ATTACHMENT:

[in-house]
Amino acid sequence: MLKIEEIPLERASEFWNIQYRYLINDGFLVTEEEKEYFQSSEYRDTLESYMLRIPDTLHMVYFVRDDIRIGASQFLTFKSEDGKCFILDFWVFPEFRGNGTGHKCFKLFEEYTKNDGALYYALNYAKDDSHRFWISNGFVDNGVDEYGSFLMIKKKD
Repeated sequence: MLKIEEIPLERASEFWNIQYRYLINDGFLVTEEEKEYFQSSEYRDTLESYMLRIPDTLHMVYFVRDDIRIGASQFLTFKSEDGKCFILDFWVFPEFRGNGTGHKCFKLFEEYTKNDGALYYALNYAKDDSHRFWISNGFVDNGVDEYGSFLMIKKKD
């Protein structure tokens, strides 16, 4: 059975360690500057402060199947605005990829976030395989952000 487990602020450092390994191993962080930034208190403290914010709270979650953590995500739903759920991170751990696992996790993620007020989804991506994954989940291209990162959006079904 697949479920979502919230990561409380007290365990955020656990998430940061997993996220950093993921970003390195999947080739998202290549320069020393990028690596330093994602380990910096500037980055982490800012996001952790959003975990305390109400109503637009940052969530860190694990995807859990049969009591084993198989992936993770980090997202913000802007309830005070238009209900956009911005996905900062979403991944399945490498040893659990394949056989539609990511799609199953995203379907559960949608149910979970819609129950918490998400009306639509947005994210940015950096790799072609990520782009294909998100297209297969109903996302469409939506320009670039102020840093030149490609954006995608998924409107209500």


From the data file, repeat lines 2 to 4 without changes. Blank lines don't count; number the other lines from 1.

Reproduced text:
Amino acid sequence: MLKIEEIPLERASEFWNIQYRYLINDGFLVTEEEKEYFQSSEYRDTLESYMLRIPDTLHMVYFVRDDIRIGASQFLTFKSEDGKCFILDFWVFPEFRGNGTGHKCFKLFEEYTKNDGALYYALNYAKDDSHRFWISNGFVDNGVDEYGSFLMIKKKD
Repeated sequence: MLKIEEIPLERASEFWNIQYRYLINDGFLVTEEEKEYFQSSEYRDTLESYMLRIPDTLHMVYFVRDDIRIGASQFLTFKSEDGKCFILDFWVFPEFRGNGTGHKCFKLFEEYTKNDGALYYALNYAKDDSHRFWISNGFVDNGVDEYGSFLMIKKKD
């Protein structure tokens, strides 16, 4: 059975360690500057402060199947605005990829976030395989952000 487990602020450092390994191993962080930034208190403290914010709270979650953590995500739903759920991170751990696992996790993620007020989804991506994954989940291209990162959006079904 697949479920979502919230990561409380007290365990955020656990998430940061997993996220950093993921970003390195999947080739998202290549320069020393990028690596330093994602380990910096500037980055982490800012996001952790959003975990305390109400109503637009940052969530860190694990995807859990049969009591084993198989992936993770980090997202913000802007309830005070238009209900956009911005996905900062979403991944399945490498040893659990394949056989539609990511799609199953995203379907559960949608149910979970819609129950918490998400009306639509947005994210940015950096790799072609990520782009294909998100297209297969109903996302469409939506320009670039102020840093030149490609954006995608998924409107209500």